Mexico Likely to Keep Stable Rate Policy as Inflation Picks Up
Mexico’s central bank probably will hold its key interest rate steady today, marking three years since the last change, after policy makers said the economic outlook worsened and inflation rose above the target range.
The bank’s board, led by Governor Agustin Carstens, will leave the overnight lending rate at a record low of 4.5 percent for the 28th consecutive meeting, according to all 20 analysts surveyed by Bloomberg. The decision will be announced at 9 a.m. in Mexico City.
The inflation rate surged to an 18-month high of 4.34 percent in June after economic growth quickened and a drought lingered in some parts of the country, pressuring farm prices. The central bank targets inflation of 2 percent to 4 percent. Still, central bankers downplayed the risks to inflation in their previous decision published June 8, saying that global economic uncertainty has worsened Mexico’s growth outlook.
“The central bank will keep the rate unchanged for a long time,” said Gabriel Casillas, Grupo Financiero Banorte SAB’s chief economist and research head in Mexico City. For now, the stable interest rate policy seems “indefinite,” he said.
Banorte lifted its year-end inflation forecast to 4.2 percent from 3.8 percent on July 16 on higher agricultural and gasoline prices.
Carstens said in a July 4 interview that a neutral monetary stance is “adequate” and that consumer price increases will “very likely” slow to an annual rate below 4 percent this quarter.
A continued drought in some parts of the country and an outbreak of bird flu may prevent inflation reaching the target range until the fourth quarter, said Miguel Messmacher, the Finance Ministry’s top economist.
“It looks complicated,” Messmacher said in a July 10 interview, partly because the bird flu outbreak in western Mexico is pressuring egg prices. Carstens said effects from the bird flu won’t last.
Economists raised their year-end inflation forecast to 3.94 percent from 3.81 percent in a July 19 bi-weekly survey from Citigroup Inc. (C)’s Banamex unit.
Yields on peso-denominated securities due December 2014 dropped five basis points, or 0.05 percentage point, yesterday to 4.6 percent.
Economic growth will probably fall short of the high end of the central bank’s 3.25 percent to 4.25 percent forecast from May, Carstens said on July 4. He said gross domestic product will likely expand 3.5 percent to 4 percent this year.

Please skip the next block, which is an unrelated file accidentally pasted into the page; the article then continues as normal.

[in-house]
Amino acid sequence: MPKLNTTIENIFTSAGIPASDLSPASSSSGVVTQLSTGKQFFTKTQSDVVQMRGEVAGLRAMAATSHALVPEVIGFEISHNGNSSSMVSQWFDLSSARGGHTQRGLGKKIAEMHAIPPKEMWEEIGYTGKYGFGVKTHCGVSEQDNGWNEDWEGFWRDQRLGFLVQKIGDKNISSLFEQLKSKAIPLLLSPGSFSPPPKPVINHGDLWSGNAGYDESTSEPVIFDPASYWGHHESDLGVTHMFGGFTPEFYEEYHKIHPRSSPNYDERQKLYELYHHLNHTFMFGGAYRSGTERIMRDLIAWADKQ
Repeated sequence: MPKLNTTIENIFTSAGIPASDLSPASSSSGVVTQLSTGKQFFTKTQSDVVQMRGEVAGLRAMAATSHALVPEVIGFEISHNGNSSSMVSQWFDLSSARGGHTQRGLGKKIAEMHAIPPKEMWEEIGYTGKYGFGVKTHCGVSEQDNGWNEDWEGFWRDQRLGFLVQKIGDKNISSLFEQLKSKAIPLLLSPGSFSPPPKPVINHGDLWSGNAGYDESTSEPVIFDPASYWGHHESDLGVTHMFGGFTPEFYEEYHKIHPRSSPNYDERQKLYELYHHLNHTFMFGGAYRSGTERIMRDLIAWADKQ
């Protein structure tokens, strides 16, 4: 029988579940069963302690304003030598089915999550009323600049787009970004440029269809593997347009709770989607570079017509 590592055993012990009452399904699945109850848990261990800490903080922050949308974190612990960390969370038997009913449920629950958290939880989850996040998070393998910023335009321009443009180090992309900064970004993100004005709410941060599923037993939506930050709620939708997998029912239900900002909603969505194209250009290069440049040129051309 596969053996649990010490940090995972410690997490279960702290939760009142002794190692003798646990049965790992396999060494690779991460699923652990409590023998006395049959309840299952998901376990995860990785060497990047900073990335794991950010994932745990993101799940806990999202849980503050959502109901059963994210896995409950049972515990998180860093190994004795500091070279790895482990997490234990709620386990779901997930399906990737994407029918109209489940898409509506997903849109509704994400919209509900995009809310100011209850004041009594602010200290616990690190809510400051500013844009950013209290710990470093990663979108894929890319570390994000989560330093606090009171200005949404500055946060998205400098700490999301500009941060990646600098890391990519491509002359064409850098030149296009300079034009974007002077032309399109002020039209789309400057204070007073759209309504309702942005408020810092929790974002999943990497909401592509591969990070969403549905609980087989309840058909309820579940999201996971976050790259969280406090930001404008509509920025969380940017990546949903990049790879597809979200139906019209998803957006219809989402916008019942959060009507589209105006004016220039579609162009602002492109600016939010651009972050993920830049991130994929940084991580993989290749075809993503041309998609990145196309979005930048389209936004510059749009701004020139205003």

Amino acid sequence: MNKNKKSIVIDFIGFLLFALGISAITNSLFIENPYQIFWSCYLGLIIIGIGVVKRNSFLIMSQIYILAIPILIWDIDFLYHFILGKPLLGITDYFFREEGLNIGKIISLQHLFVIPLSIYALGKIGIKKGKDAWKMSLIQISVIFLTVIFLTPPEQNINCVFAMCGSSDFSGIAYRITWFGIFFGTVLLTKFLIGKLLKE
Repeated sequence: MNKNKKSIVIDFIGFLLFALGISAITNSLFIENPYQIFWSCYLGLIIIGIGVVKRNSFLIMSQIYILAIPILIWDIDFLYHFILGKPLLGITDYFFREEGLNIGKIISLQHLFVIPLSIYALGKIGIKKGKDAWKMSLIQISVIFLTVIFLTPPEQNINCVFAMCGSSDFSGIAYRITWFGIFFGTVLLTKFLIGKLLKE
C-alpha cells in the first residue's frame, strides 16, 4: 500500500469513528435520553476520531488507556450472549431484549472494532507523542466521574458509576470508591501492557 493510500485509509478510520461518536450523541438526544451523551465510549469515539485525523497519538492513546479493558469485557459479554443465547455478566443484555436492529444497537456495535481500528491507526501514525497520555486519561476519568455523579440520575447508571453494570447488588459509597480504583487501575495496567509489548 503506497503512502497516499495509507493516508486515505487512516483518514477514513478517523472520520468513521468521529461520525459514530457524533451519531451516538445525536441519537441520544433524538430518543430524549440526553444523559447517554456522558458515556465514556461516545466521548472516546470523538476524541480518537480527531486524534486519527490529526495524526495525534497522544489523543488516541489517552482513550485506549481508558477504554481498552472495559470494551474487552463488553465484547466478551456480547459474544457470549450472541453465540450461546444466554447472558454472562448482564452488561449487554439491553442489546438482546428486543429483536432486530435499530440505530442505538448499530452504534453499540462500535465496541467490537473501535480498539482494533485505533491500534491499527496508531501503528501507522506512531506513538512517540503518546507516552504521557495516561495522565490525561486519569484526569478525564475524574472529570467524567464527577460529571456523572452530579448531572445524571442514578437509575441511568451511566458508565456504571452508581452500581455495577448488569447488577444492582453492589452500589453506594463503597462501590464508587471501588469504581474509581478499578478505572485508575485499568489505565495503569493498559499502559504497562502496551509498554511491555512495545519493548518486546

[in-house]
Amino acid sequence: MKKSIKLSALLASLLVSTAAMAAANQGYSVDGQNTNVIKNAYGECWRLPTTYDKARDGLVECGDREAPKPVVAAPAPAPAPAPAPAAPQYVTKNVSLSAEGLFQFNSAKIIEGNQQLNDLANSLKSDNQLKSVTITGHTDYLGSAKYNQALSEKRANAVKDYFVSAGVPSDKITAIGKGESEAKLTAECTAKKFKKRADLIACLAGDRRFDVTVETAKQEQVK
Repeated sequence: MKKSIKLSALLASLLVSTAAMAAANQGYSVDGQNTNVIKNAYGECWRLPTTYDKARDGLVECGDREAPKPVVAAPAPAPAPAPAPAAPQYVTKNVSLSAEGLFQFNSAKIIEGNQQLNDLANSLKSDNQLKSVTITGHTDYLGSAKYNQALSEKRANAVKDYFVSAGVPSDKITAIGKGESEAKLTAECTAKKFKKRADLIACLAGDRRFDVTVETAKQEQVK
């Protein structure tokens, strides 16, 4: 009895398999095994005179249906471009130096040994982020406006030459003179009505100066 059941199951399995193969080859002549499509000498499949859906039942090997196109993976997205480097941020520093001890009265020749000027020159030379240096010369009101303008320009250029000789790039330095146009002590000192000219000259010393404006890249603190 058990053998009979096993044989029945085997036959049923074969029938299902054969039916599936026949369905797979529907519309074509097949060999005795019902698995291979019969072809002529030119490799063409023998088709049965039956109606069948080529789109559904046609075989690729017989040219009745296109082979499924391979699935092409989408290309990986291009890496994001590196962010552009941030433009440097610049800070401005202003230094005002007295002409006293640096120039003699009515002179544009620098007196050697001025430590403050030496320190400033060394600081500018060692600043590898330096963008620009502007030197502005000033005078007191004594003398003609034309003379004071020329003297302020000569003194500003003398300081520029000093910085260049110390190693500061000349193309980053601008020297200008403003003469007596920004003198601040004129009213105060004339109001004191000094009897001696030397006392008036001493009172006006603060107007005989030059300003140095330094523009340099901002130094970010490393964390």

Even as Europe’s debt crisis has damped global demand, Latin America’s second-biggest economy is showing signs of resilience.
GDP expanded 4.6 percent in the first three months of the year, the fastest in six quarters, and car exports and production rose to records during the first six months, the Mexican Automobile Industry Association said. Retail sales climbed 5.2 percent in May, compared with the 4.8 percent median forecast of analysts in a Bloomberg survey.
Since weakening to 14.3755 per dollar on May 31, the peso has climbed 8.7 percent, the most among 16 major currencies, to 13.2242 yesterday, following European efforts to resolve the debt crisis and Mexican presidential elections. Enrique Pena Nieto of the Institutional Revolutionary Party, who has pledged key economic overhauls, won the July 1 vote by a margin of 6.6 percentage points.
Improvement in the U.S. and Europe, combined with Mexican economic expansion, could push the currency to almost 12 per dollar, Carstens said, helping to limit import prices.
“Even after three years of no changes in the fondeo rate, we continue to expect Banxico to remain on hold,” Banco Santander SA (SAN) economist Gabriel Lozano wrote in a July 19 research note. “We expect supply shocks to continue to add upward pressure to consumer prices, but demand-side pressures remain absent.”
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